Reproductive justice is all-encompassing; the framework does not terminate at the right to not have children and access to abortion. The right to have children has historically and presently been jeopardized for those systemically oppressed by the colonial state, specifically Black and Indigenous peoples. Paynter employs the term reprocide to define how state-sanctioned genocide can occur through reproductive oppression. The Canadian government facilitates reprocide through the forced sterilization of Indigenous peoples. Although sterilization laws were repealed in the 1970s, settler colonialism is so deeply ingrained in Canada’s healthcare system that this does not stop forced sterilization from occurring.
Paynter connects reprocide to the terribly essentialist and ableist practice of eugenics through the case of Leilani Muir, a woman sterilized at a Canadian hospital at age fourteen after failing an IQ test and being deemed mentally defective. Paynter’s writing effectively lays out the intersection of systemic racism, ableism, and colonialism, and how these systems of oppression function through the Canadian state.
Prison abolition and reproductive justice are brought to the forefront in the last chapter of Abortion to Abolition. The right to have children and the right to raise children in a safe and healthy environment is something a prison cannot provide. Paynter focuses on case studies of Indigenous women incarcerated in Canadian prisons. The lives of Renee Acoby, Lisa Whitford, Amanda Inglis and Julie Bilotta are horrific examples of what happens to those facing intersecting oppression systems. Indigenous women face criminalization from the Canadian state and experience high rates of incarceration, rendering them more susceptible to parenthood while imprisoned. Intersecting systems of oppression that have detrimental impacts on the lives of Indigenous women outside of prison are only exacerbated within the prison industrial complex. In the case of Julie Bilotta, this led to the death of her child after giving birth in a prison cell.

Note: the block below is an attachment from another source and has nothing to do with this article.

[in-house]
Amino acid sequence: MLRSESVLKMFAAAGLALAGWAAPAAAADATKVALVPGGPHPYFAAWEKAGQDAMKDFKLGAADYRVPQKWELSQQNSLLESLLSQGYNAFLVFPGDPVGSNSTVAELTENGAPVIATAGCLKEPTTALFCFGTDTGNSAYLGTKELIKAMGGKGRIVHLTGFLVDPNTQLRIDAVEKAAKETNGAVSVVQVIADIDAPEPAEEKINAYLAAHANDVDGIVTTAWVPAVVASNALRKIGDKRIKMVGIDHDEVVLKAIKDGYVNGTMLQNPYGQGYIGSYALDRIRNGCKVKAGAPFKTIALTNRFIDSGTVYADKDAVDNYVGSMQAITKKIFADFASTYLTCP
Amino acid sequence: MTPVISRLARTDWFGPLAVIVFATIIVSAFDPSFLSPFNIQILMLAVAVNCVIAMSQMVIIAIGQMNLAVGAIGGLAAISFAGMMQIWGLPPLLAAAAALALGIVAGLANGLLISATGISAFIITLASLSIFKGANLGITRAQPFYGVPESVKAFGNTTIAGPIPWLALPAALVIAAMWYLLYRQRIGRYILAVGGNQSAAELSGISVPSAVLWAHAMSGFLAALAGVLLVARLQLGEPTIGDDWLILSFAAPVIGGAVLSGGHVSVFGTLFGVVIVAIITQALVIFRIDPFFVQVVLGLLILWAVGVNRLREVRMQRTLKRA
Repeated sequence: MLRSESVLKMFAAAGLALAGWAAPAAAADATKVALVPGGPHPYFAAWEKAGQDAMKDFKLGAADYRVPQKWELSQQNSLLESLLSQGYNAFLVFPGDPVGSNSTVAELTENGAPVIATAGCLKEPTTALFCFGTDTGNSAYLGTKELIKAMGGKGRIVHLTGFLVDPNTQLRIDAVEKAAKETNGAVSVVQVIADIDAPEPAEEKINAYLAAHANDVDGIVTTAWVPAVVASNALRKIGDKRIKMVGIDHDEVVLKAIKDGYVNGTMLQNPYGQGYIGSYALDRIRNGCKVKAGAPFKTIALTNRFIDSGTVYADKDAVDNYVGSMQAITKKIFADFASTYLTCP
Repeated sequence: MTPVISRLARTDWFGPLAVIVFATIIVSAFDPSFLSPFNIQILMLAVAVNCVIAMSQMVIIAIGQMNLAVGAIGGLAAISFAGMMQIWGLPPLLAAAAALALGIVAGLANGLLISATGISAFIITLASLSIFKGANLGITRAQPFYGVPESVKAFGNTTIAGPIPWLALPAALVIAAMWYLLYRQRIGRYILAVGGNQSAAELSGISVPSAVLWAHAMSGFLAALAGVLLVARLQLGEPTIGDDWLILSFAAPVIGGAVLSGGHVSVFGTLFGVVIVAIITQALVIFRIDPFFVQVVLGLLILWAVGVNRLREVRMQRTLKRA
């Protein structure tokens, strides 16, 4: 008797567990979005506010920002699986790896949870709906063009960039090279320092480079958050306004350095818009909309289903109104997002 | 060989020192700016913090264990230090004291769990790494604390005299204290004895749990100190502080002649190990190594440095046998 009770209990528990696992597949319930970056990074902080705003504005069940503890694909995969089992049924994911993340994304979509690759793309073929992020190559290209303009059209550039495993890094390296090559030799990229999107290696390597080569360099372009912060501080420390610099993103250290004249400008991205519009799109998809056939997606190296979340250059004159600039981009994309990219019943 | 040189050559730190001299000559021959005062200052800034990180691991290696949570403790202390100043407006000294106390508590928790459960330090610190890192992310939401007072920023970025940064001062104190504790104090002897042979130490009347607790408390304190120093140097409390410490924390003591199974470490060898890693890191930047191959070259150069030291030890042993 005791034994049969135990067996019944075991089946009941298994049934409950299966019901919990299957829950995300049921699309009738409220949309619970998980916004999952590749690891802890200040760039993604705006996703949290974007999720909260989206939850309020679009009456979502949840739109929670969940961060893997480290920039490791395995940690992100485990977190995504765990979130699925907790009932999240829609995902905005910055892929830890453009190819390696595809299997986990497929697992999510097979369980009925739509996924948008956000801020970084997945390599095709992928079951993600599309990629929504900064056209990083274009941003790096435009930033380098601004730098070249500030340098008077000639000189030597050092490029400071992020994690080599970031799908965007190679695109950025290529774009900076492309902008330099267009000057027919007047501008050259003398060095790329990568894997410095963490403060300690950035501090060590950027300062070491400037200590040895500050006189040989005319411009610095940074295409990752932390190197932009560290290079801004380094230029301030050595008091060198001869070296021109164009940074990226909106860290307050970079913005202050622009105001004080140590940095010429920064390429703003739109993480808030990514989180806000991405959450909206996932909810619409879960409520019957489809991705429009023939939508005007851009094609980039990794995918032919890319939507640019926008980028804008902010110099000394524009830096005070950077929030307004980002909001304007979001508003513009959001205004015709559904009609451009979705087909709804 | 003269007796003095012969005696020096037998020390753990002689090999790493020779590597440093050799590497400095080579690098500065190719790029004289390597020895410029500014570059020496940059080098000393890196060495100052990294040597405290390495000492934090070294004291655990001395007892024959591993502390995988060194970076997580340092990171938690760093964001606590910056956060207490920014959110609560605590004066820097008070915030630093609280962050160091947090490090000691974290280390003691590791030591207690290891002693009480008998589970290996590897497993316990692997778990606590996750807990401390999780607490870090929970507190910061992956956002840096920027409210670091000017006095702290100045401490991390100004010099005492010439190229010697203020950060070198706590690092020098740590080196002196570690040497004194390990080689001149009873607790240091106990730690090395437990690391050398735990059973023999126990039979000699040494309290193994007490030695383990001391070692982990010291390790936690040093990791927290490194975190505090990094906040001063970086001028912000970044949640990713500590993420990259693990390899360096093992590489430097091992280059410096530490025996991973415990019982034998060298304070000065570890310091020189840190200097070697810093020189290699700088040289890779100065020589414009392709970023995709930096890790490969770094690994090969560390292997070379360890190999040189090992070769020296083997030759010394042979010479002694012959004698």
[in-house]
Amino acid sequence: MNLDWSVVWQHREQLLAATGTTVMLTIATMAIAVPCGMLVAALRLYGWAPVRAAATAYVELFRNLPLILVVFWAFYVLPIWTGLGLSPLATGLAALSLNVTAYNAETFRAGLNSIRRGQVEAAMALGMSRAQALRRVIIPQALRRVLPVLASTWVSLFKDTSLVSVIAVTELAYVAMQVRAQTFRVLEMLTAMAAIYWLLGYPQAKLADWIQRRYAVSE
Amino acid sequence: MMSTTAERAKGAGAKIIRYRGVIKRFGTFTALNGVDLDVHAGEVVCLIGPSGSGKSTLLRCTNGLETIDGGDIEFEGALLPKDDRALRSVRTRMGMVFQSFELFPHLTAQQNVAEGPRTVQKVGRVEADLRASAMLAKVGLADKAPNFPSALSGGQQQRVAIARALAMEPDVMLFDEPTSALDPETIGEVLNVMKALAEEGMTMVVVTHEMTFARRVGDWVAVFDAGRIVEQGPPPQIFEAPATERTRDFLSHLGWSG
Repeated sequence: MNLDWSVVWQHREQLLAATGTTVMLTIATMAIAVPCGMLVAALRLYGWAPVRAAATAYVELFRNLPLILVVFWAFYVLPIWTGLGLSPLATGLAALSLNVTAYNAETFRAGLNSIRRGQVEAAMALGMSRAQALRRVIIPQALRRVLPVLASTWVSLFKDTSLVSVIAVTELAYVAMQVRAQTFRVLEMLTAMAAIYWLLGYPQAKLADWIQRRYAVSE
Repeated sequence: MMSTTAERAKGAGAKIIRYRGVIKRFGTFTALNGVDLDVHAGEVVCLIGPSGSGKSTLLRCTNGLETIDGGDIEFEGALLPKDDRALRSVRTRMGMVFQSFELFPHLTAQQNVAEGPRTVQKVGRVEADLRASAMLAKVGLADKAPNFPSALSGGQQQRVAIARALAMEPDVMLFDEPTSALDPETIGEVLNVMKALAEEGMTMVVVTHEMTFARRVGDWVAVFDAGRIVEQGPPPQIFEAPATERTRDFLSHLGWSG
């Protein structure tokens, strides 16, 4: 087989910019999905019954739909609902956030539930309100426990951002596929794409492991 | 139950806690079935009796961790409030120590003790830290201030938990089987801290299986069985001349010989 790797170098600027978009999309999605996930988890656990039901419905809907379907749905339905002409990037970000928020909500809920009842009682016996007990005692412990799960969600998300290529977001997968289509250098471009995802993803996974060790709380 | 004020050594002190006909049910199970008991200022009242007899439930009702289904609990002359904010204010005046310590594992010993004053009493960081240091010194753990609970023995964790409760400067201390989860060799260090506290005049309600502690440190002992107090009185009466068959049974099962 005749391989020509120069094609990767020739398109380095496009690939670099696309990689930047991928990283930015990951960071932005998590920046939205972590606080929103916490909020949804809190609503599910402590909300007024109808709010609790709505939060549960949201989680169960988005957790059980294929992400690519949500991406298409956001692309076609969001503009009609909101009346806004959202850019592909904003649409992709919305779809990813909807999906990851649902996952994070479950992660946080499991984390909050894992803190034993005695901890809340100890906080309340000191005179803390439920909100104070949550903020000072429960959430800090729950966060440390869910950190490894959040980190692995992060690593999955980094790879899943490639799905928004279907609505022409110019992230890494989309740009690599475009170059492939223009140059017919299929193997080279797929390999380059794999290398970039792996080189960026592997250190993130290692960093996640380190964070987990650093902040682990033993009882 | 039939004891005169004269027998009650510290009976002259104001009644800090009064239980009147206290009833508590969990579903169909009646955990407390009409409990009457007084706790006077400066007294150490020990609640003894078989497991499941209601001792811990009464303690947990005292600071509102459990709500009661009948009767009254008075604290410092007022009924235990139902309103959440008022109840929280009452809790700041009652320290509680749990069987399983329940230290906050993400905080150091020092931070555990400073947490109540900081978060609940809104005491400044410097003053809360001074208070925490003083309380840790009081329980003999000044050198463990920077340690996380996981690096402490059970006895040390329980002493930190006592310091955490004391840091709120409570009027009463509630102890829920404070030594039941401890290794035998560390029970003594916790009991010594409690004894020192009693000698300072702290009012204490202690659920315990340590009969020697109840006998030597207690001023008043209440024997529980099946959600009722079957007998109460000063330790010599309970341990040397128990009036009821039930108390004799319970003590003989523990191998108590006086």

It is worth noting that the framework of reproductive justice stems from Loretta Ross, a Black activist and feminist who has long advocated for reproductive rights. Paynter draws on this theory as well as the broader abolitionist movement and Black abolitionist thinkers and activists such as Fredrick Douglass, Sojourner Truth and Angela Davis.
Abortion to Abolition eloquently yet jarringly presents the reader with the state of reproductive rights in Canada with a crucial emphasis on the radically intersectional framework of reproductive justice. There is a salient diversion from mainstream, white neoliberal discussions of abortion access and reproductive rights. The U.S. Supreme Court’s horrific overturning of the landmark decision Roe v. Wade should not lead to a haughty defence of the state of reproductive rights in Canada. Instead, it should lead to the opposite: A radical investigation into every way Canada fails to achieve reproductive justice for any and all peoples, which is precisely what Abortion to Aboliton does.